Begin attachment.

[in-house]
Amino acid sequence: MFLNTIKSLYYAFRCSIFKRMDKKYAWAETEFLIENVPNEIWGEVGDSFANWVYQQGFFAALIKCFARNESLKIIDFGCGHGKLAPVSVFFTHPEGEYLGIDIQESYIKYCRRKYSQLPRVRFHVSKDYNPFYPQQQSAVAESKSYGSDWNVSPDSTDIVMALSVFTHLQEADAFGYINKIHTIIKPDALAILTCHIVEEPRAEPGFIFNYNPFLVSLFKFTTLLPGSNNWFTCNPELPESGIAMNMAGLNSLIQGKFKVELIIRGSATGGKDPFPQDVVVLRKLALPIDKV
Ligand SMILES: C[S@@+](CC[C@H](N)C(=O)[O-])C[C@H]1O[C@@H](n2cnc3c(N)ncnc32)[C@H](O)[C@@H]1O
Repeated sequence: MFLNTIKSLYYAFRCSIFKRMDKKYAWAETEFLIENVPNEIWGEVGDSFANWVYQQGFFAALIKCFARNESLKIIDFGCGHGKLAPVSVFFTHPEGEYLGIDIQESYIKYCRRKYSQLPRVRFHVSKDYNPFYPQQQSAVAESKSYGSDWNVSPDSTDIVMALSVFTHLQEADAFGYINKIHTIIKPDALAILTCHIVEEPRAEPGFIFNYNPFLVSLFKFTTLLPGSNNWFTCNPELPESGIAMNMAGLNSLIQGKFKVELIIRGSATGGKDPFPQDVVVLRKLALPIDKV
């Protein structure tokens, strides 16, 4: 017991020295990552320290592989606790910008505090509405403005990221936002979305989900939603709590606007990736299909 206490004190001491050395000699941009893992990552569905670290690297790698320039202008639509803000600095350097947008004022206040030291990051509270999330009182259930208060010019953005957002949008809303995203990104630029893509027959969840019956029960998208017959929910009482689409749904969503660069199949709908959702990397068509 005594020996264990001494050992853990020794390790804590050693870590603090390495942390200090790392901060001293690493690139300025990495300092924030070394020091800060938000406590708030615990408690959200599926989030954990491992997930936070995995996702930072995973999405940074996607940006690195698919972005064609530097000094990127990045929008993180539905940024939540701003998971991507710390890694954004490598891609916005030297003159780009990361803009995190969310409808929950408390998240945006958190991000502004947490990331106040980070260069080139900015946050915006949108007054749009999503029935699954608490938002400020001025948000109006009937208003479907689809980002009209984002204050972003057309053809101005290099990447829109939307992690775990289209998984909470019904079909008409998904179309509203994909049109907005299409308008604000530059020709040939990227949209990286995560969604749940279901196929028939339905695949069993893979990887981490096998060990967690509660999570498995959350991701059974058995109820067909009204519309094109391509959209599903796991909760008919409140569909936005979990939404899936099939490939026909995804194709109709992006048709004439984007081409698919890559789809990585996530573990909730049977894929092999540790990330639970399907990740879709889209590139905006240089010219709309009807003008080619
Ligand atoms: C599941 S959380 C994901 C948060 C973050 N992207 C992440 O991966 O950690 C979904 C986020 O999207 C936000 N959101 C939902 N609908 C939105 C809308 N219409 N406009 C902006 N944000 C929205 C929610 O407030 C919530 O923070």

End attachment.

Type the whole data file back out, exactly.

[in-house]
Amino acid sequence: MFLNTIKSLYYAFRCSIFKRMDKKYAWAETEFLIENVPNEIWGEVGDSFANWVYQQGFFAALIKCFARNESLKIIDFGCGHGKLAPVSVFFTHPEGEYLGIDIQESYIKYCRRKYSQLPRVRFHVSKDYNPFYPQQQSAVAESKSYGSDWNVSPDSTDIVMALSVFTHLQEADAFGYINKIHTIIKPDALAILTCHIVEEPRAEPGFIFNYNPFLVSLFKFTTLLPGSNNWFTCNPELPESGIAMNMAGLNSLIQGKFKVELIIRGSATGGKDPFPQDVVVLRKLALPIDKV
Ligand SMILES: C[S@@+](CC[C@H](N)C(=O)[O-])C[C@H]1O[C@@H](n2cnc3c(N)ncnc32)[C@H](O)[C@@H]1O
Repeated sequence: MFLNTIKSLYYAFRCSIFKRMDKKYAWAETEFLIENVPNEIWGEVGDSFANWVYQQGFFAALIKCFARNESLKIIDFGCGHGKLAPVSVFFTHPEGEYLGIDIQESYIKYCRRKYSQLPRVRFHVSKDYNPFYPQQQSAVAESKSYGSDWNVSPDSTDIVMALSVFTHLQEADAFGYINKIHTIIKPDALAILTCHIVEEPRAEPGFIFNYNPFLVSLFKFTTLLPGSNNWFTCNPELPESGIAMNMAGLNSLIQGKFKVELIIRGSATGGKDPFPQDVVVLRKLALPIDKV
């Protein structure tokens, strides 16, 4: 017991020295990552320290592989606790910008505090509405403005990221936002979305989900939603709590606007990736299909 206490004190001491050395000699941009893992990552569905670290690297790698320039202008639509803000600095350097947008004022206040030291990051509270999330009182259930208060010019953005957002949008809303995203990104630029893509027959969840019956029960998208017959929910009482689409749904969503660069199949709908959702990397068509 005594020996264990001494050992853990020794390790804590050693870590603090390495942390200090790392901060001293690493690139300025990495300092924030070394020091800060938000406590708030615990408690959200599926989030954990491992997930936070995995996702930072995973999405940074996607940006690195698919972005064609530097000094990127990045929008993180539905940024939540701003998971991507710390890694954004490598891609916005030297003159780009990361803009995190969310409808929950408390998240945006958190991000502004947490990331106040980070260069080139900015946050915006949108007054749009999503029935699954608490938002400020001025948000109006009937208003479907689809980002009209984002204050972003057309053809101005290099990447829109939307992690775990289209998984909470019904079909008409998904179309509203994909049109907005299409308008604000530059020709040939990227949209990286995560969604749940279901196929028939339905695949069993893979990887981490096998060990967690509660999570498995959350991701059974058995109820067909009204519309094109391509959209599903796991909760008919409140569909936005979990939404899936099939490939026909995804194709109709992006048709004439984007081409698919890559789809990585996530573990909730049977894929092999540790990330639970399907990740879709889209590139905006240089010219709309009807003008080619
Ligand atoms: C599941 S959380 C994901 C948060 C973050 N992207 C992440 O991966 O950690 C979904 C986020 O999207 C936000 N959101 C939902 N609908 C939105 C809308 N219409 N406009 C902006 N944000 C929205 C929610 O407030 C919530 O923070």